Tuesday, July 29, 2008

I stare at the whiteboard. Coffee. Need a liquid candy bar right now. Yawn. Note to self: 2 am is a bad bedtime. It's the fourth time I've actually seen my wristwatch change days. I went to sleep sweaty after playing HORSE (actually, we dubbed it PLATO in honor of the book we're studying this week) but on the pool table. It's intense, and I was limping back to the dorm with a bloody left knee. (Curse thee, stupid pool table edge!)

"So," says Eric, my group's mentor. He sets down his cell phone and assumes an expression of timeless wisdom, which doesn't quite work for me. He's twenty-eight. "I'll be back in a minute. You guys keep working on this train of thought.

I blink and nod. To my left, Bethany manages a smile. Mark's head landed on the table fifteen minutes ago. He may be snoring softly. That or the AC is malfunctioning. Justin stares at the whiteboard behind me, eyes glazed. There's a limit to how long one can discuss Plato. We've been in here for three hours, and this is the fifth day.

Eric leaves, and we - well, the ones with some semblance of consciousness left - look around at each other.

"Wow." Jessica blinks. "Um, right. Definition of love. Where were we?"

I squint, summoning my mental powers. They fight through the sludge clogging my brain. Maybe if I push past a certain point, it will all become clear. "We were wondering if God defines love because of his nature, or if there's some outside eternal standard of love."

Bethany nods with a hint more enthusiasm. "Right, and Eric was saying it seemed like we didn't want anything to be controlling God's nature."

I understand the tenets of what she says, but if she asked me to put that in words right now, I'd stare like an almost-deaf dog who heard a whistle. I sigh, hating to admit my weakness. "Could we maybe take a short break?"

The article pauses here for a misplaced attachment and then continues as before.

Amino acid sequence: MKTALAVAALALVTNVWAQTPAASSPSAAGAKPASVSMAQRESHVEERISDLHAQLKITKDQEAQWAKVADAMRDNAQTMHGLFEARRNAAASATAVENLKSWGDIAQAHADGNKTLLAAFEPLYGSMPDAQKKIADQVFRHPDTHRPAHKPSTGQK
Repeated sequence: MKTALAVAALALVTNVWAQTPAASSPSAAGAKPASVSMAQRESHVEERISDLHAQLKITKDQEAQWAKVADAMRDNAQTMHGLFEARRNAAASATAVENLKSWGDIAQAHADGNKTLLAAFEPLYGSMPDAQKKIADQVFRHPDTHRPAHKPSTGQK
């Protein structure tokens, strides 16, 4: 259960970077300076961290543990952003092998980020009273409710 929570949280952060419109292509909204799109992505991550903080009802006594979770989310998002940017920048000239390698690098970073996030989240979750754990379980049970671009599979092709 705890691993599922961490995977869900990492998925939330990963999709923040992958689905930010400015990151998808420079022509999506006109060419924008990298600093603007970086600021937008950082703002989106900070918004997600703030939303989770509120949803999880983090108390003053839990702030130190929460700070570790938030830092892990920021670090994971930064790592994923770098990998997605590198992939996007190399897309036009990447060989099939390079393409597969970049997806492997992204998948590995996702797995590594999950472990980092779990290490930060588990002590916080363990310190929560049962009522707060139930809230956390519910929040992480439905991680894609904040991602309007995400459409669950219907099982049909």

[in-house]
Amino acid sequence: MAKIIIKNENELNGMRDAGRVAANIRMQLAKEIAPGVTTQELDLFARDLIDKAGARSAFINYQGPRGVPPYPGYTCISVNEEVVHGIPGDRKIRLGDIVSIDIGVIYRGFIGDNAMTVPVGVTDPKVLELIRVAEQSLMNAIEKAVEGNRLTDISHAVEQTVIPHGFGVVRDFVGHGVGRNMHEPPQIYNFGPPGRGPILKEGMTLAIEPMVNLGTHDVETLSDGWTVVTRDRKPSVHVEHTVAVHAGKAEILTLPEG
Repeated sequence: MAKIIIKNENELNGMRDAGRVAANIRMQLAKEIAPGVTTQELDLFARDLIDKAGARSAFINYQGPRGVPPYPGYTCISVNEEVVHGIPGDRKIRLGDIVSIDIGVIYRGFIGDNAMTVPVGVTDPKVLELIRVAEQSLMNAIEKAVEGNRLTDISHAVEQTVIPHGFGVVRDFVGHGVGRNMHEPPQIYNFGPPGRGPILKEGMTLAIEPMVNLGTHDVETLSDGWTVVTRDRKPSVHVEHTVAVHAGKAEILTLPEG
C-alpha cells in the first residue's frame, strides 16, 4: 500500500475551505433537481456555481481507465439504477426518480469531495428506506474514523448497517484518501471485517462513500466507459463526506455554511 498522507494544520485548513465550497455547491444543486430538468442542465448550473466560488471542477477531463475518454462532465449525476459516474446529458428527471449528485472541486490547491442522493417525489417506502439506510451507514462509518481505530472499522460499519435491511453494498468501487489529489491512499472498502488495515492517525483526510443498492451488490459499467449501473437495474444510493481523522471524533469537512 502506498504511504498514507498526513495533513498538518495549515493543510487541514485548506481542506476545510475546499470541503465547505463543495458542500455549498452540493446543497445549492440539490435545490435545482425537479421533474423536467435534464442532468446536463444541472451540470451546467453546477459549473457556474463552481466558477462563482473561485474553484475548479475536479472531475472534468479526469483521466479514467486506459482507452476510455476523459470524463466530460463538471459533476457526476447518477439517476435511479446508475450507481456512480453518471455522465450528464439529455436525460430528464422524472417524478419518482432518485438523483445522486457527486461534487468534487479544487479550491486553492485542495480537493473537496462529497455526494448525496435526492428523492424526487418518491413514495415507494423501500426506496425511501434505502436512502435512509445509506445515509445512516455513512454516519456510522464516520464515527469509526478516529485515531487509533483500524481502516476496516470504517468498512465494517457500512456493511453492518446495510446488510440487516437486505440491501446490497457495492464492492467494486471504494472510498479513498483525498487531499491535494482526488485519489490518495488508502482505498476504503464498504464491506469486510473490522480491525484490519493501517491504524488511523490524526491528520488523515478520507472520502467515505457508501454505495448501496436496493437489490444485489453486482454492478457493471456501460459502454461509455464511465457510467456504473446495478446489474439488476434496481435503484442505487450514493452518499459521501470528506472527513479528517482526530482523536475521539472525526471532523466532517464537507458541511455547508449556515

Justin shifts his gaze to me and nods. He's a wave-riding sitar-playing Cali boy with a shaggy head of hair and treble clef tattoo on his left wrist. So what I'm saying is he never appears to entirely inhabit this universe, and right now he's somewhere past Pluto. "Yeah, sounds good."

Jessica nods, and Bethany concurs. Mark doesn't make a sound.

I give my mind permission to float away, far, far away. Clearly, lead is growing on my eyelids, because they keep sinking, and get harder to lift. I reminisce longingly about a caramel frappuccino I bought in desperation two days ago. I really shouldn't have sneaked out of the meeting under the pretense of using the restroom. And hurrying out of the building, across the square, and to the bookstore may not met with a stamp of approval. But I figured it was that or sleep during the lecture. Alas, there is no time.

Bethany turns toward me, a glint in her eyes.

I feel bewildered. A glint? This signifies energy. How did she sneak in caffeine? If I think of it logically, using the rules we've been utilizing this week, she looked exhausted sixty seconds ago. Ergo, this is fast-acting caffeine. Chocolate-coated espresso beans?

"I think we should discuss Hungry Hippos," she says. "You know, the board game."

Jessica's mouth falls open, and she claps her hands. "Oh, yes!"

I feel my eyes widen. The moment of illumination has come. Connections snap into place like a mechanical spider web. "I see!" I jolt up straight in my chair.

Bethany leans forward, elbows on the table. "Clearly the makers of the game were well-versed in Plato, because the hippos go into a Bacchic frenzy."